People in the LGBTQIA+ community experience domestic violence at the same or even higher rates than their straight counterparts according to the CDC. Within the LGBTQ community, transgender people and bisexual women face the most alarming rates of sexual violence. Among both populations, sexual violence begins early, often during childhood. 

According to a survey conducted by The CDC’s National Intimate Partner and Sexual Violence Survey 

  • 44 percent of lesbians and 61 percent of bisexual women experience rape, physical violence, or stalking by an intimate partner, compared to 35 percent of straight women 

  • 26 percent of gay men and 37 percent of bisexual men experience rape, physical violence, or stalking by an intimate partner, compared to 29 percent of straight men 

  • 46 percent of bisexual women have been raped, compared to 17 percent of straight women and 13 percent of lesbians 

  • 22 percent of bisexual women have been raped by an intimate partner, compared to 9 percent of straight women 

  • 40 percent of gay men and 47 percent of bisexual men have experienced sexual violence other than rape, compared to 21 percent of straight men 

  • In a study of male same sex relationships, only 26% of men called the police for assistance after experiencing near-lethal violence. 

  • Transgender victims are more likely to experience intimate partner violence in public, compared to those who do not identify as transgender. 

  • Bisexual victims are more likely to experience sexual violence, compared to people who do not identify as bisexual. 

  • LGBTQ Black/African American victims are more likely to experience physical intimate partner violence, compared to those who do not identify as Black/African American. 

  • LGBTQ white victims are more likely to experience sexual violence, compared to those who do not identify as white.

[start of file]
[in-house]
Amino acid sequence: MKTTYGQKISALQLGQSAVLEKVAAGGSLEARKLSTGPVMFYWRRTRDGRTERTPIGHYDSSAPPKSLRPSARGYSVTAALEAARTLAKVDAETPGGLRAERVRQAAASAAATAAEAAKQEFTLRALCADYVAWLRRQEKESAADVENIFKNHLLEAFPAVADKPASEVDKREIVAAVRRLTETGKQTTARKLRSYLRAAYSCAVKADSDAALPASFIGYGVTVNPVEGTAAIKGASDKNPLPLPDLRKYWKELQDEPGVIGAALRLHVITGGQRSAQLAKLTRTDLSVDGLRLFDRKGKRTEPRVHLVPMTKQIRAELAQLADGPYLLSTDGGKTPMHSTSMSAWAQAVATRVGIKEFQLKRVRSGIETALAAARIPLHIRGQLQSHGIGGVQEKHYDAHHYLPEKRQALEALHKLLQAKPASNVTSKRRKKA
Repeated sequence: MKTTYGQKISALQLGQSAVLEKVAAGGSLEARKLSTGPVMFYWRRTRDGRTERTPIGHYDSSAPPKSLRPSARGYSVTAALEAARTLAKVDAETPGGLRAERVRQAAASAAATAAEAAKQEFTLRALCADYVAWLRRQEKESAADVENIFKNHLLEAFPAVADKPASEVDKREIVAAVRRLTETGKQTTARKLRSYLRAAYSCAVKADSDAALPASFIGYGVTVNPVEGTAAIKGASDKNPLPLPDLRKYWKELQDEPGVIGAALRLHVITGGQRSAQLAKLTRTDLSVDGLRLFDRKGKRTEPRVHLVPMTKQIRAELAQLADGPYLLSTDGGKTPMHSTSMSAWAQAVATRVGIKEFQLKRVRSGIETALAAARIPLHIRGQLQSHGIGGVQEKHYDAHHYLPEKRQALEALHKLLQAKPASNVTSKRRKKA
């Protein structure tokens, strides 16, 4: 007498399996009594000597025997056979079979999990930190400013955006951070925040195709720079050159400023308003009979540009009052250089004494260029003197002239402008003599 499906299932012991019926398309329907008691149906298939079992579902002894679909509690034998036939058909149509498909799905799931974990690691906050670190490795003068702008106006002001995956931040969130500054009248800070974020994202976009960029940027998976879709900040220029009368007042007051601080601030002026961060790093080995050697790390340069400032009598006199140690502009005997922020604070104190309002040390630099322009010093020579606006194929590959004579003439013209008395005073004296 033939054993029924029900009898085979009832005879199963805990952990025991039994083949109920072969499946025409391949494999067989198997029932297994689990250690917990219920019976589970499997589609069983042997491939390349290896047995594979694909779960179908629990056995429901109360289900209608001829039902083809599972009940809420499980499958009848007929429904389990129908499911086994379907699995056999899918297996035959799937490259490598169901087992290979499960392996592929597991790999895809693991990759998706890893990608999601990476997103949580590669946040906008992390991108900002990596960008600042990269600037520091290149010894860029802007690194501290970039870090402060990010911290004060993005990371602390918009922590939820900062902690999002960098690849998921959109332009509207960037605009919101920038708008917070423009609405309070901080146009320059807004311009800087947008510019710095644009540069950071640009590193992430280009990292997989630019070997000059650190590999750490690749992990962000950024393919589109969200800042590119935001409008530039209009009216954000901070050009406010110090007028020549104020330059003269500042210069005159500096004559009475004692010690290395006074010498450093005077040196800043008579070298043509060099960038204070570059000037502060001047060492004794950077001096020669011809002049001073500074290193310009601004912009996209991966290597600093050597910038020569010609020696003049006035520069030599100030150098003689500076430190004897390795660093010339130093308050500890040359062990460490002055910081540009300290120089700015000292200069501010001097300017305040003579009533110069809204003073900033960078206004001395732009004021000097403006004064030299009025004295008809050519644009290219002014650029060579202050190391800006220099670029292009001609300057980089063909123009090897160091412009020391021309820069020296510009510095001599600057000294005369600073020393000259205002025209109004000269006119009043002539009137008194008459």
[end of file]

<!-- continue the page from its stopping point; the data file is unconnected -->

• LGBTQ victims on public assistance are more likely to experience intimate partner violence compared to those who are not on public assistance. 

 

In a study of male same sex relationships, only 26% of men called the police for assistance after experiencing near-lethal violence. 

Trans people, particularly trans women of color, experience harassment, assault, discrimination, and homicide at profoundly higher rates than the general population 

 

Abusers may use some of the same tactics used in heterosexual relationships, they may also take advantage of homophobia and transphobia to abuse their partners. Some examples of this include:  

  • Threatening to out their partner against their will 

  • Using hurtful slurs associated with being gay, bi or gender expansive 

  • Physically abusing body parts associated with gender, such as hair, breasts and genitals 

  • Damaging property associated with gender, such as binders, wigs, makeup or clothes 

  • Forcing a survivor to engage in sexual acts to prove the survivor is a “true” LGBTQ person 

  • Threatening to end a survivor’s relationship with his or her children due to sexual orientation, gender identity, or non-biological relationship to the children 

 

Sources 

  • National Coalition Against Domestic Violence 

  • National Center for Transgender Equality, 2015 U.S. Transgender Survey 

  • CDC, The National Intimate Partner and Sexual Violence Survey (NISVS): 2010 Findings on Victimization by Sexual Orientation.